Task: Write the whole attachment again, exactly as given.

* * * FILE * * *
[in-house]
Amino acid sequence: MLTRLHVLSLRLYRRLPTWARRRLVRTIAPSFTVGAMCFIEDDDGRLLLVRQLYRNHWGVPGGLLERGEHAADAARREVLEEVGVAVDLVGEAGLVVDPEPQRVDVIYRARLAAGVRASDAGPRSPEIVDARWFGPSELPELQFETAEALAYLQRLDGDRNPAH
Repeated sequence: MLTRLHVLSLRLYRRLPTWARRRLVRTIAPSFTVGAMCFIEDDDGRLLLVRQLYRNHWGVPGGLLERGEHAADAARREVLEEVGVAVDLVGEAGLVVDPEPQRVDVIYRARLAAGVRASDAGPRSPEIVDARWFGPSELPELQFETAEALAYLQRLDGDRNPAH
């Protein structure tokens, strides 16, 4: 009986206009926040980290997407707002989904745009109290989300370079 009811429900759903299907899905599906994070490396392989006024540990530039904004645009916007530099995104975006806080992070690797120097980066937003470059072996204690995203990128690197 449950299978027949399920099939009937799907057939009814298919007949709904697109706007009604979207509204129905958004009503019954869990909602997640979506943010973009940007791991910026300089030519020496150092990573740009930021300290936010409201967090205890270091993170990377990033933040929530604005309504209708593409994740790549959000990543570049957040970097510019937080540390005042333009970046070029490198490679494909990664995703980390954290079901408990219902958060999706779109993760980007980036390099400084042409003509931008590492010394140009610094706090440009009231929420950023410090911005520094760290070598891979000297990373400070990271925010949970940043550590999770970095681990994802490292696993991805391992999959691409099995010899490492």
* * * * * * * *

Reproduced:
[in-house]
Amino acid sequence: MLTRLHVLSLRLYRRLPTWARRRLVRTIAPSFTVGAMCFIEDDDGRLLLVRQLYRNHWGVPGGLLERGEHAADAARREVLEEVGVAVDLVGEAGLVVDPEPQRVDVIYRARLAAGVRASDAGPRSPEIVDARWFGPSELPELQFETAEALAYLQRLDGDRNPAH
Repeated sequence: MLTRLHVLSLRLYRRLPTWARRRLVRTIAPSFTVGAMCFIEDDDGRLLLVRQLYRNHWGVPGGLLERGEHAADAARREVLEEVGVAVDLVGEAGLVVDPEPQRVDVIYRARLAAGVRASDAGPRSPEIVDARWFGPSELPELQFETAEALAYLQRLDGDRNPAH
């Protein structure tokens, strides 16, 4: 009986206009926040980290997407707002989904745009109290989300370079 009811429900759903299907899905599906994070490396392989006024540990530039904004645009916007530099995104975006806080992070690797120097980066937003470059072996204690995203990128690197 449950299978027949399920099939009937799907057939009814298919007949709904697109706007009604979207509204129905958004009503019954869990909602997640979506943010973009940007791991910026300089030519020496150092990573740009930021300290936010409201967090205890270091993170990377990033933040929530604005309504209708593409994740790549959000990543570049957040970097510019937080540390005042333009970046070029490198490679494909990664995703980390954290079901408990219902958060999706779109993760980007980036390099400084042409003509931008590492010394140009610094706090440009009231929420950023410090911005520094760290070598891979000297990373400070990271925010949970940043550590999770970095681990994802490292696993991805391992999959691409099995010899490492």